The President. No. I don't think so at all.
Q. Mr. President, is Secretary Baker going to be discussing, during his trip, scenarios for possible military responses?
The President. He will cover a wide array of issues with these leaders over there. I was trying hard to keep our coalition partners fully informed. I will share with them, through Secretary Baker, the concerns that I feel about Americans that are held hostage and other citizens that are held hostage. We will discuss, obviously, the United Nations resolutions condemning the treatment of embassy personnel. And so, it's going to be a wide array of topics to discuss. I'm very pleased that the coalition is together. So, we just have to stay in close touch. I'll be doing some, I'm sure, by phone myself. But the Baker trip is very important.
Q. What are you going to do about resupplying the Embassy at this point?
The President. Well, I can't tell you exactly what I'm going to do.
Q. Well, how soon? Let's put it that way.
Q. Mr. President, what is the end line? In other words, how do you know you've reached the end?
The President. Well, it's a very difficult -- appropriate question and very difficult. But we're still moving force, and we have a significant coalition of armed forces on the ground. We'll just have to wait and see. In the meantime, we will send a steady, strong message to Saddam Hussein that we are not going to tolerate this aggression.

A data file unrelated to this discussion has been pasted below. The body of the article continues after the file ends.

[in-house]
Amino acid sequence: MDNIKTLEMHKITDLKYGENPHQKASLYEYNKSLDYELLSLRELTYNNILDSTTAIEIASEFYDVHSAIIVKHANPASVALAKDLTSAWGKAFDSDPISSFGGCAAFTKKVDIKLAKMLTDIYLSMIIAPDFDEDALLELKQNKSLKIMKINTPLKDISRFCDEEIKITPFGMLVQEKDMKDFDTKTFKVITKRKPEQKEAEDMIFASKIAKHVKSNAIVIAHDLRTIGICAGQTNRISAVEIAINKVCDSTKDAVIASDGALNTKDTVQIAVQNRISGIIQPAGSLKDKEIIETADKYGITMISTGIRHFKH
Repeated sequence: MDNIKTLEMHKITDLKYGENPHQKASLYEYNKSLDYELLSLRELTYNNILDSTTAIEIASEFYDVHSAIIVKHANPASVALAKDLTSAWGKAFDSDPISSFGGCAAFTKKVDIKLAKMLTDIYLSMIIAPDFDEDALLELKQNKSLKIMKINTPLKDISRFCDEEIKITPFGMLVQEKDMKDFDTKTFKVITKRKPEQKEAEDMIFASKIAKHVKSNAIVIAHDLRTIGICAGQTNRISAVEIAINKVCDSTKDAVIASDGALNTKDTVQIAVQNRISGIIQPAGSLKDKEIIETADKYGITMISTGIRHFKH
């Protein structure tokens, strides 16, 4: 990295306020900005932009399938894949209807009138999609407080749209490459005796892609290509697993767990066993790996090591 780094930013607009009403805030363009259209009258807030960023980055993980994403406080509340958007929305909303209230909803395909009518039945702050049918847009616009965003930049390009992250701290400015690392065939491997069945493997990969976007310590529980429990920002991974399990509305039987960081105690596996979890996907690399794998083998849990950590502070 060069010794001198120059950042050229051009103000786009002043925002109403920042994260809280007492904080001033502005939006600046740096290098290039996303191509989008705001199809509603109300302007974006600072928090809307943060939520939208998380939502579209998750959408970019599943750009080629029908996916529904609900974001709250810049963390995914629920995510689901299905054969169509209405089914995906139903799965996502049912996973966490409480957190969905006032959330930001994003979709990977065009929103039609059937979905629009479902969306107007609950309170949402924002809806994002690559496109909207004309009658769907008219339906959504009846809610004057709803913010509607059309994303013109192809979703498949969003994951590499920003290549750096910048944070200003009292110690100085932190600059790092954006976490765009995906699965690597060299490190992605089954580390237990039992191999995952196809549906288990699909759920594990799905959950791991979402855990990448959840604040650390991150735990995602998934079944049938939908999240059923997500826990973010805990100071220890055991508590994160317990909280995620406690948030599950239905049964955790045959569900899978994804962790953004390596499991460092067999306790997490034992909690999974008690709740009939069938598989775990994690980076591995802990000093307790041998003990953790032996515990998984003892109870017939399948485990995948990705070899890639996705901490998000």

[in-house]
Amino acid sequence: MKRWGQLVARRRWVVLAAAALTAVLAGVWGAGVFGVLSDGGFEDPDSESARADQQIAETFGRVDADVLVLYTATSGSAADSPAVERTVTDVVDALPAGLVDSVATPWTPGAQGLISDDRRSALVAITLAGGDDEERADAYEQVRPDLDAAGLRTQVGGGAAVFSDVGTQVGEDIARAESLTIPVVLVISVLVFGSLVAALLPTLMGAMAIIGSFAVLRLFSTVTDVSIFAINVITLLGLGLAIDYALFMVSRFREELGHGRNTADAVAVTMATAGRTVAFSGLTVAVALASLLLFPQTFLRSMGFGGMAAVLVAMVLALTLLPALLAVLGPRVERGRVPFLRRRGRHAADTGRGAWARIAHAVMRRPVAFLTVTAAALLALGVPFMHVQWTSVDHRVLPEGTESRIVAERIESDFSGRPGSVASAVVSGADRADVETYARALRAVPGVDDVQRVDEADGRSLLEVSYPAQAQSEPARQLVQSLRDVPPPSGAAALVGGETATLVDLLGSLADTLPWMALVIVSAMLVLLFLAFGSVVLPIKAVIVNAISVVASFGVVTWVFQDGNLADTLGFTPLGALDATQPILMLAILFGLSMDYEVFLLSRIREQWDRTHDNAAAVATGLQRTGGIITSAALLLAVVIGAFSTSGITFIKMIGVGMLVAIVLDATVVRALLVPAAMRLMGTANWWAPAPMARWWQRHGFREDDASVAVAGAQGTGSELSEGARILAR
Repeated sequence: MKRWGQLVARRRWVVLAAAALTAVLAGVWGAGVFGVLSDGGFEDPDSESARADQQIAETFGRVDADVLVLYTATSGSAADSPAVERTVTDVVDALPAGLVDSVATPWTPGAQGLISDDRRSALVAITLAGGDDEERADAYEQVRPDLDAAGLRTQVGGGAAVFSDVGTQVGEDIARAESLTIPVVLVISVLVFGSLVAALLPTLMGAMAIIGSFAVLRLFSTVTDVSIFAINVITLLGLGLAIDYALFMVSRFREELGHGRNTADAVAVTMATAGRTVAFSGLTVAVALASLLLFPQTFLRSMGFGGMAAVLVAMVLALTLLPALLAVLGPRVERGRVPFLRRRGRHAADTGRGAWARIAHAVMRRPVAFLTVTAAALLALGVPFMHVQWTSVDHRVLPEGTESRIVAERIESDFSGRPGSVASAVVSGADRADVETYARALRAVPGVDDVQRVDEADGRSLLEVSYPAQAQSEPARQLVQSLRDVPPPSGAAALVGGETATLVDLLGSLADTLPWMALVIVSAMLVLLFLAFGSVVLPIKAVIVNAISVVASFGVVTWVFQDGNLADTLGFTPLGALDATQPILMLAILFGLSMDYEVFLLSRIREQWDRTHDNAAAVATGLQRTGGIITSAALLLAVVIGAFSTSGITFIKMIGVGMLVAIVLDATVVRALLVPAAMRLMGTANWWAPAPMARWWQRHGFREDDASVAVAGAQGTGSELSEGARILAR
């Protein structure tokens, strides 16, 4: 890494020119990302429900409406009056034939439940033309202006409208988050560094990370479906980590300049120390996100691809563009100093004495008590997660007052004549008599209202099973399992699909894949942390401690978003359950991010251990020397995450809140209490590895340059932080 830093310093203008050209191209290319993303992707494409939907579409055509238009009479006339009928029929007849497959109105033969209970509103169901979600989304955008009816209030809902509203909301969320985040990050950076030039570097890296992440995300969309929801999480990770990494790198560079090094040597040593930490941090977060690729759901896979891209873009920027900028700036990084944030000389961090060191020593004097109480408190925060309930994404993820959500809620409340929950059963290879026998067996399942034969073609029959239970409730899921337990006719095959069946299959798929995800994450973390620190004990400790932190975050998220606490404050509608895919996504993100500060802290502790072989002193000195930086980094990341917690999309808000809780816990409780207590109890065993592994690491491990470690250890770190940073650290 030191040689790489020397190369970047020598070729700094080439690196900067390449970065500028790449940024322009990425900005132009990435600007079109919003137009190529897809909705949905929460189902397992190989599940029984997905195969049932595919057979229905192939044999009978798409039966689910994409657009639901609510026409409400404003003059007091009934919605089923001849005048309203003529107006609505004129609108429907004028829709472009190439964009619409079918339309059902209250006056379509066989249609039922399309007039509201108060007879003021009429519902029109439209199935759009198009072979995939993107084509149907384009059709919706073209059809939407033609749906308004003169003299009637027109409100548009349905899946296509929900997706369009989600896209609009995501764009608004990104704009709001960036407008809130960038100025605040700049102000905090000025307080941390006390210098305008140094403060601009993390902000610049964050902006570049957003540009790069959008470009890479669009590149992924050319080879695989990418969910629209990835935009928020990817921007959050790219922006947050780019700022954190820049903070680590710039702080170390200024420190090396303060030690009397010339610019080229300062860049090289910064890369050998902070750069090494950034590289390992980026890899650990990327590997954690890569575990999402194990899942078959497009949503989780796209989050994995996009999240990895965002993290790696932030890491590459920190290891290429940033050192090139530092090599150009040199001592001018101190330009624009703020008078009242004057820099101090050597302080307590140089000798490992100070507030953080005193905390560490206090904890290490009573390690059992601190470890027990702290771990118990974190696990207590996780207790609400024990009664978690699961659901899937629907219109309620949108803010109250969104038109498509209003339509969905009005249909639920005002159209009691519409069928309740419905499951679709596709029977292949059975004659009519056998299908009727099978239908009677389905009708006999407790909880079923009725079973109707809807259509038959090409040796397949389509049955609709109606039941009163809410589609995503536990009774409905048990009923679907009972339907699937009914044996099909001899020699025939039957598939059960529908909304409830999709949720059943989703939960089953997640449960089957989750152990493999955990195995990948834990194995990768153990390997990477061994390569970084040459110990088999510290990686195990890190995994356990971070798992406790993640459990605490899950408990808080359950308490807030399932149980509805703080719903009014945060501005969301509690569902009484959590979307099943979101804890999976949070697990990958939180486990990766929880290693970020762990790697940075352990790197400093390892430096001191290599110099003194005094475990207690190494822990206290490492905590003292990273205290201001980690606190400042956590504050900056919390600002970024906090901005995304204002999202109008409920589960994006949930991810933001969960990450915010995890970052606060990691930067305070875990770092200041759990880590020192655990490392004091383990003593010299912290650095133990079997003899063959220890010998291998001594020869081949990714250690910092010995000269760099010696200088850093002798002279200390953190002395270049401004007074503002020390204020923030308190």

Q. You haven't mentioned sanctions at all.
The President. And when you look at world opinion and statements from world leaders, there is an enormous coalition there still together, unanimous in its condemnation. So, we've just got to keep that in focus and keep doing what we're doing: quietly, but significantly, being prepared.
Q. Do you have a timeframe in mind?
The President. A timeframe for what?
Q. Action in Iraq.
Q. Is time running out for the sanctions?
The President. There's no date of that nature in mind. But we're doing absolutely everything to be sure we safeguard American life, protect Saudi Arabia against aggression, and also to see that we are in a position to help fulfill the United Nations resolution.
Q. Are you becoming impatient, Mr. President? Are you becoming impatient?
The President. I'm not impatient, no. Just going steadily, doing my job.
Q. But, sir -- --
The President. And so are all our allies.
Q. Because of your concerns, though, sir, can you afford to continue on, waiting for sanctions to take effect?
The President. I am prepared at this juncture to wait to see if economic sanctions will work -- at this juncture.